According to some embodiments of the present invention, an optical fiber cable termination apparatus for use with an optical fiber cable including a plurality of optical fibers includes at least one optical fiber enclosure assembly including a housing member. The housing member defines an interior cavity and includes: a fiber port in communication with the interior cavity to receive the optical fibers therethrough; and at least one connector port in communication with the interior cavity to receive an optical fiber connector. Each optical fiber enclosure assembly further includes at least one of a closure system and a cable control system. The closure system includes: an access opening defined in the housing member and in communication with the interior cavity; and a first set of screw threads forming a part of the housing member; and a cover member including a second set of screw threads and mounted on the housing member by engaging the second set of screw threads with the first set of screw threads and rotating the cover member relative to the housing member, wherein the cover member covers the access opening and encloses the interior cavity. The cable control system includes: a sidewall forming a part of the housing member; and an extension forming a part of the housing member and extending outwardly from the sidewall, the extension defining a passage having an axis and in communication with the fiber port; wherein the interior cavity is oval and the entrance axis and the exit axis each intersect the interior cavity at an oblique angle to facilitate bend radius control of optical fibers routed into the interior cavity through the entrance passage, looped within the interior cavity, and routed out of the interior cavity through the exit passage.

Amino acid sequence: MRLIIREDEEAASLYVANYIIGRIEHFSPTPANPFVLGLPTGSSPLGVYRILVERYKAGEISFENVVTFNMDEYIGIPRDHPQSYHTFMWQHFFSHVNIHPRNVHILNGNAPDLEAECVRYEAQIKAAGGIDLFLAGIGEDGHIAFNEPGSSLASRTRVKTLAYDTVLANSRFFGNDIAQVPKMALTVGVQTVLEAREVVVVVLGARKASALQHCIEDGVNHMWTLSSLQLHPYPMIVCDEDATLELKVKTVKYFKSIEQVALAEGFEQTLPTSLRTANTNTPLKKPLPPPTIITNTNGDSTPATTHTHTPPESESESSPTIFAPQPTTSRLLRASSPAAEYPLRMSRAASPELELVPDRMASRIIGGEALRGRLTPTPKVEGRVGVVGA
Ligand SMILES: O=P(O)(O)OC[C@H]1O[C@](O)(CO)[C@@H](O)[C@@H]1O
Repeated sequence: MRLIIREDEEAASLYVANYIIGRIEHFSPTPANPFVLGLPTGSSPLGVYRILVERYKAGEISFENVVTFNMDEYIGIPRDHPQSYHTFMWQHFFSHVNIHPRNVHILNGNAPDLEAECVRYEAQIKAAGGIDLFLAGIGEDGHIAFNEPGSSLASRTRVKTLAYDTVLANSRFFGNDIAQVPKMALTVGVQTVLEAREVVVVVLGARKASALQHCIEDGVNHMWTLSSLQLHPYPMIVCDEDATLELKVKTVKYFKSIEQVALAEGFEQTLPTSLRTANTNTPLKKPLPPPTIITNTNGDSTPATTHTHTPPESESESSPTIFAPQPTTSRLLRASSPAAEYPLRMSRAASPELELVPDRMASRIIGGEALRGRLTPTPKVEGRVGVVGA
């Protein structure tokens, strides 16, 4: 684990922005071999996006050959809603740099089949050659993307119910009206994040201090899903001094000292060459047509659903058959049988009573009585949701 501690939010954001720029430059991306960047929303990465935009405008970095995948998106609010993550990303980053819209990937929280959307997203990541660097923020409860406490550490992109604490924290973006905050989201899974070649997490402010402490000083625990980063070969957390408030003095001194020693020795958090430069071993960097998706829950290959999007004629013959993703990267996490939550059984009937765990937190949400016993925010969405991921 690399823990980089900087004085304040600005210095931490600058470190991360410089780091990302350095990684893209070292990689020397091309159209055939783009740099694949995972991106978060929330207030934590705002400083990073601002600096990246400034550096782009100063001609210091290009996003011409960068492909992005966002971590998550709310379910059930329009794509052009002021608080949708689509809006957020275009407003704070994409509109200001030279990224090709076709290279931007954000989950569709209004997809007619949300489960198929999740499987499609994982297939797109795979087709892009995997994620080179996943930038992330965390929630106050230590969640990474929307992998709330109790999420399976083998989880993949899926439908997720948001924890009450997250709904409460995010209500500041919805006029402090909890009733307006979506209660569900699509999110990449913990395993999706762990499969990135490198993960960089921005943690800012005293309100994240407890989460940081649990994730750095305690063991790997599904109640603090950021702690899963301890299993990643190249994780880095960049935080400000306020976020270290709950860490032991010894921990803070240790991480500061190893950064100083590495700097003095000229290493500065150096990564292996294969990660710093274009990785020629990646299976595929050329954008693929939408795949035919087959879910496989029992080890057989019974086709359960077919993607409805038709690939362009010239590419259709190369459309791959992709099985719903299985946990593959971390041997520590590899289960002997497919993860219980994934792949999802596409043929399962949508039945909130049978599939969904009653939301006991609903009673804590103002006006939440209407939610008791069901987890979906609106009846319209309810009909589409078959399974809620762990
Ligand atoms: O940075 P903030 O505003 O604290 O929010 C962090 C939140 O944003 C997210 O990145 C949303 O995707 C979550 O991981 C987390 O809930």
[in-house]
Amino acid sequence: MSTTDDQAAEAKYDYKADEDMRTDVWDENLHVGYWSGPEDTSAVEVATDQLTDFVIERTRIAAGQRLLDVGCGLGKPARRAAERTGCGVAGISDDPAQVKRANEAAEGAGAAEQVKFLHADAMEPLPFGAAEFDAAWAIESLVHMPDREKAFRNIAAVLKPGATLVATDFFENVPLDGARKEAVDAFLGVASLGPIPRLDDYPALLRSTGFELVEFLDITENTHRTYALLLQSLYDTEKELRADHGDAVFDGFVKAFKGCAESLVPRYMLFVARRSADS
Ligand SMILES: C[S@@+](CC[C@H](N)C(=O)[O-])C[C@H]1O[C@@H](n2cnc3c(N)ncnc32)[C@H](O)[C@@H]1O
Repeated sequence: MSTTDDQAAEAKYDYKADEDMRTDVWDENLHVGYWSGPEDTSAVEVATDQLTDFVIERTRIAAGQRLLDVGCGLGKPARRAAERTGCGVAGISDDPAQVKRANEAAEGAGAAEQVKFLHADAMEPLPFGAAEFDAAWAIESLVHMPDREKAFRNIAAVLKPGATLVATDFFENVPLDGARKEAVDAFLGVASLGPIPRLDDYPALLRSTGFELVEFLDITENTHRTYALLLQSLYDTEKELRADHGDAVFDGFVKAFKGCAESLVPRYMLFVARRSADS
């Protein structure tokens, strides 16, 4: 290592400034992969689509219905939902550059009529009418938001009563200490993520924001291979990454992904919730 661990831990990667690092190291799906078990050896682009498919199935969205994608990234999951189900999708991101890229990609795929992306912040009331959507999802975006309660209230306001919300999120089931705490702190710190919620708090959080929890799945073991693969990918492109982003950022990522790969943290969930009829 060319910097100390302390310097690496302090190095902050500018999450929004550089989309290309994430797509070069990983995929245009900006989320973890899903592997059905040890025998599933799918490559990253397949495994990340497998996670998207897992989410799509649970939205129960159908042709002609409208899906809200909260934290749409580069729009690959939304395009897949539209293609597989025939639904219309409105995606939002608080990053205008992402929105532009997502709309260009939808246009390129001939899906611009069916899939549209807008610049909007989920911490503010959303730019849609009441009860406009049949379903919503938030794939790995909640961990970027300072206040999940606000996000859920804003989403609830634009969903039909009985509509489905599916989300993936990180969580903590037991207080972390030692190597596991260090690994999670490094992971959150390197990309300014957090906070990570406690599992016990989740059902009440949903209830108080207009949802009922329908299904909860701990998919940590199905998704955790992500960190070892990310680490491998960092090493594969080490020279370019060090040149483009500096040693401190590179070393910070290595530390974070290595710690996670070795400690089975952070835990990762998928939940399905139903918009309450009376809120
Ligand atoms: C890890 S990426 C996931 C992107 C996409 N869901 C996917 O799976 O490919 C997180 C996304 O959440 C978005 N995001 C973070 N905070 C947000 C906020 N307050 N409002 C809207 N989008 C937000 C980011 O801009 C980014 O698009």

Further features, advantages and details of the present invention will be appreciated by those of ordinary skill in the art from a reading of the figures and the detailed description of the exemplary embodiments that follow, such description being merely illustrative of the present invention.

BRIEF DESCRIPTION OF THE DRAWINGS

FIG. 1 is a top plan view illustrating a terminated cable system according to some embodiments of the present invention.

FIG. 2 is a fragmentary, top perspective view of a optical fiber termination apparatus of the terminated cable system of FIG. 1.

FIG. 3 is a fragmentary, exploded, top perspective view of the optical fiber termination apparatus of FIG. 2.

FIG. 4 is a fragmentary, exploded, bottom perspective view of the optical fiber termination apparatus of FIG. 2.

FIG. 5 is a fragmentary, cross-sectional view of the optical fiber termination apparatus of FIG. 2 taken along the line 5-5 in FIG. 1.

FIGS. 6 and 7 are fragmentary, bottom plan views of the optical fiber termination apparatus of FIG. 2 illustrating steps for assembling the optical fiber termination apparatus.

FIG. 8 is a cross-sectional view of a housing member forming a part of the optical fiber termination apparatus of FIG. 2 taken along the line 8-8 of FIG. 5.

DETAILED DESCRIPTION OF EMBODIMENTS OF THE INVENTION

The present invention now will be described more fully hereinafter with reference to the accompanying drawings, in which illustrative embodiments of the invention are shown. In the drawings, the relative sizes of regions or features may be exaggerated for clarity. This invention may, however, be embodied in many different forms and should not be construed as limited to the embodiments set forth herein; rather, these embodiments are provided so that this disclosure will be thorough and complete, and will fully convey the scope of the invention to those skilled in the art.